A Lot-O-Burgers

Written by Mary Ann Fitzmorris May 21, 2022 22:00 in Dining Diary

Maybe we’ve been talking too much about diners and roadhouse food on the Food Show (weekdays 2-4pm 990 AM) but Ted’s Frostop, right here in New Orleans on Claiborne, is a place long overdue for a visit.

I remember going to Frostop when I was a kid. We didn’t eat out very often at all, so my memory is distinctive enough that I practically remember my first discovery of it like it was yesterday. My two older brothers and I shared a table by a large window, opening a foil wrapper to reveal a large hamburger with a sesame-seeded bun, and a unique flavor of overriding mustard, onion, and pickles. I have never forgotten the taste of that first Lot-O-Burger, melted cheese dulling the piquant taste cacophony of raw onions, pickles, and yellow mustard, just enough to be exciting and memorable all these years. 

I have racked my brain in conjunction with my brothers and Tom about where we had those burgers, but we can’t figure it out. My brother said it had to be near our house because a classmate’s mother brought him a Lot-O-Burger for lunch every day. My brother lamented the same cheese sandwich on white bread with pickle he ate while watching Billy consume his Lot-O-Burger. This was at the same time I ate my same sad lunch. We both had lunch envy for all of third, (and in his case, fourth) grade. 

My older brother was a little more helpful in placng our old Frostop. The question reminded him of those halcyon days of his youth bringing dates there for a milkshake after sports events. He says the Metairie Frostop we went to was near Lakeside Shopping Center on Veterans Highway. I’m still unclear exactly where it was, but his thoughts are a starting point.

Since we reminisce a lot about favorite past tastes on the Food Show (yes, still on the air 990AM 2-4) I had to revisit the Lot-O-Burger.

We found ourselves in Uptown New Orleans on a recent Saturday afternoon, and we swung into one of the two remaining outposts of this New Orleans institution since 1926. 

Looking every bit the part of a joint from the 1920s, I don’t think anything has changed on the outside of the place since it arrived on the scene in the early 20th century.

Inside appears to have been completely refurbished in keeping with the original look. Sixties-style clubby banquettes are maroon and white Naugahyde, and are so fresh they appear almost new. They were pretty filled with people when we arrived. Parents and kids played pinball and people met friends and it appears to be an Uptown hangout in 2022, much like I suspect it was nearly a hundred years ago.

Everything is frozen in time, including the menu placards. I stared over the head of the person taking our order. We would have a Lot-O-Burger of course, but what else? The menu was larger than I expected, and I wondered if it had always been thus? We also got a chicken nugget basket (a phrase no one had uttered in 1926) and some of the iconic crinkle-cut fries. Tom had a root beer, and I got a chocolate shake.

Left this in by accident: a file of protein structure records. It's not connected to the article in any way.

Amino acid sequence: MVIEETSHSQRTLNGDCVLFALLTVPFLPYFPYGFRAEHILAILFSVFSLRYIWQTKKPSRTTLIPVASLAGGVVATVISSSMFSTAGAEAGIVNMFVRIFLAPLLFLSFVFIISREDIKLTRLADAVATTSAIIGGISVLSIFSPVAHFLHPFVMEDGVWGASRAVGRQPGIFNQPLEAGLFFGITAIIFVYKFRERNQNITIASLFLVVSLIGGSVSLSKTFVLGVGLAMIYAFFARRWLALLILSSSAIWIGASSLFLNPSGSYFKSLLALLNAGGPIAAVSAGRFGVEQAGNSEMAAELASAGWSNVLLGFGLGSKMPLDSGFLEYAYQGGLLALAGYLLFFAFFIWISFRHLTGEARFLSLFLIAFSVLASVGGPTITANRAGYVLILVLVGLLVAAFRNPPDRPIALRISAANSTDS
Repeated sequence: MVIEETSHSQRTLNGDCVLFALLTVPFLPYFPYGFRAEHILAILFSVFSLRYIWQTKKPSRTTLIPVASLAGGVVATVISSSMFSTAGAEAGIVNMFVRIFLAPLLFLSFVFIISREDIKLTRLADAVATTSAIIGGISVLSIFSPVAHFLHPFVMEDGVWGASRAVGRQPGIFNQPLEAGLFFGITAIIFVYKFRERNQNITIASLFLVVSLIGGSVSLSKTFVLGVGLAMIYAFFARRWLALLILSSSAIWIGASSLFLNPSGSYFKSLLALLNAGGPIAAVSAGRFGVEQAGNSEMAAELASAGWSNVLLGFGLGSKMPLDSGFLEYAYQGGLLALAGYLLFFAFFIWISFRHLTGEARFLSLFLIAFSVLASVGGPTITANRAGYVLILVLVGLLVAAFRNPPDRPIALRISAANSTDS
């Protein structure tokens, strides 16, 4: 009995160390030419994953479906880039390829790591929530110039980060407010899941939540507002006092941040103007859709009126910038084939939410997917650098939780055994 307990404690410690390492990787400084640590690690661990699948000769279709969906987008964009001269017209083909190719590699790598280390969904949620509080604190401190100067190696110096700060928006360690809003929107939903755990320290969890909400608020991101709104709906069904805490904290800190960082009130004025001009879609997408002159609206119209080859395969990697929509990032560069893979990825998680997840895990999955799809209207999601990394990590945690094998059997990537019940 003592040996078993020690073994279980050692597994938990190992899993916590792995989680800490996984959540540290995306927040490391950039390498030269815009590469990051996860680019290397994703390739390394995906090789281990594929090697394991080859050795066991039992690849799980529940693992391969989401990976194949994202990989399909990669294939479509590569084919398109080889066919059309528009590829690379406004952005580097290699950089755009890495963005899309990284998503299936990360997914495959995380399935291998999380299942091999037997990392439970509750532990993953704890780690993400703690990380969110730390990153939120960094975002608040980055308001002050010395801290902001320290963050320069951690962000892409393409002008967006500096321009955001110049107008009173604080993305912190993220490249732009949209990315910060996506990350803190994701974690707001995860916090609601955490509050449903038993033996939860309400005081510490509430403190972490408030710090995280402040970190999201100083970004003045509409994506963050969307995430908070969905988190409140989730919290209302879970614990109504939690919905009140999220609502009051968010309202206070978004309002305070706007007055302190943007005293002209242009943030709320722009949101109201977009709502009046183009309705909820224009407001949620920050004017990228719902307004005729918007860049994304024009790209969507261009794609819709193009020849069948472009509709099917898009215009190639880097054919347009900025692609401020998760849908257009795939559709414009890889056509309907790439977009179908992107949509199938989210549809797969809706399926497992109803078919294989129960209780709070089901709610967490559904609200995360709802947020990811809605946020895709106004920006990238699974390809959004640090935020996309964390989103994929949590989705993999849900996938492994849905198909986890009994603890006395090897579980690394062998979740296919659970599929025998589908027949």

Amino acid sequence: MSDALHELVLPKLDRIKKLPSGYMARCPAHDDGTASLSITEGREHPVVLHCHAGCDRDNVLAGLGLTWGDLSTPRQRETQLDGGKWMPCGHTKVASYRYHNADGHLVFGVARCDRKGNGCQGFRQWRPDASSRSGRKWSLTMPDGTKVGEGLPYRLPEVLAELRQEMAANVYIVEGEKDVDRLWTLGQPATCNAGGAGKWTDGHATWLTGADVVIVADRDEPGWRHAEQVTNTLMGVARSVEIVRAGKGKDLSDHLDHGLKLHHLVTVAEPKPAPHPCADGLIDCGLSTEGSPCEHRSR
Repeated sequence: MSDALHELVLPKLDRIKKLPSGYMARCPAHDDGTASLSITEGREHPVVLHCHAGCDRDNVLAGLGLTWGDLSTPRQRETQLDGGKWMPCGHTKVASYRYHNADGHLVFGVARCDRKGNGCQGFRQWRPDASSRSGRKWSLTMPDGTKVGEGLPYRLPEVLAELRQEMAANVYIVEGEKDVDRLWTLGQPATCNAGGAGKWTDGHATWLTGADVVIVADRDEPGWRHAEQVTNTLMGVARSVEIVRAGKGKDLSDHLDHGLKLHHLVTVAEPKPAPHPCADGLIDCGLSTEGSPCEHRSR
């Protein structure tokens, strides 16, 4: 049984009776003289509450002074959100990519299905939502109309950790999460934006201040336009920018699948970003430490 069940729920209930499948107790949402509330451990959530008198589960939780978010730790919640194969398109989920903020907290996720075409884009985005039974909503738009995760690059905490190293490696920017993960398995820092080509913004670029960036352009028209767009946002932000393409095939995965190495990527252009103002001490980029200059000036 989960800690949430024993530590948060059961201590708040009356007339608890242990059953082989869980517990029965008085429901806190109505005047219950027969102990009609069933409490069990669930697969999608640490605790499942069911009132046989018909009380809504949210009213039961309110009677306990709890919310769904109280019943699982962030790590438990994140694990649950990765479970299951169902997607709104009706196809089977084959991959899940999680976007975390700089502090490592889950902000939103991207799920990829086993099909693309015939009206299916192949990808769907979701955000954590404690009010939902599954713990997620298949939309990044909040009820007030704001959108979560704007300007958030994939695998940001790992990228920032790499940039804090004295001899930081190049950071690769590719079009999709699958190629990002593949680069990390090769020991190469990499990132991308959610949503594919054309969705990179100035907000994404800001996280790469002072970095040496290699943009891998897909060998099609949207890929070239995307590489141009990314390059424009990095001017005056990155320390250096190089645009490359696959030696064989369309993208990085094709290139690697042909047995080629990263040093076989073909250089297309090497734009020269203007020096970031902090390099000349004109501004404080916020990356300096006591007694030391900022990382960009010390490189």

The cups for these are themselves souvenir items, but I suddenly remembered the frosty mugs. I went back to the counter as they were filling the paper cups and asked about the mugs. They directed me to the other side of the counter where a small refrigerated machine chilled plastic mugs with none of the character of the glass ones, and none of the character of today’s paper cups. We did the "frosted” fake mug anyway, for old time’s sake. In my paper cup, the shake was so thick the straw stood up, requiring cheeks to suck in cavernously for consumption. 

And then our order was called. The chicken nuggets were completely ordinary, but that doesn’t mean bad. Who doesn’t love a strip of fried chicken? This can be frozen and still be good. 

But chicken nuggets are not why we went to Frostop. We went for the iconic burger, and we were not disappointed. One bite into the Lot-O-Burger causes a rush of memories. The mustard/pickles/onion clash was upfront immediately. The meat seemed a little lackluster, but it is most likely to be the same grade as “back in the day.” Meh.

Everything else about the sandwich, the aluminum/paper wrapper that envelopes it is familiar from so long ago. The paper boat holding the fries is exactly the same. The Sixties-style napkin holders with useless thin paper napkins are also the same.

I don’t remember enough about those Lot-O-Burger runs from long ago other than that distinctive taste. The place seems exactly the same too. Only the customers have changed, and maybe there are fewer of them than when Frostop offered a new eating experience. 

But the same can be said now. In nearly a hundred years, so much has changed, and everything old can seem new again. Worth a visit, just because.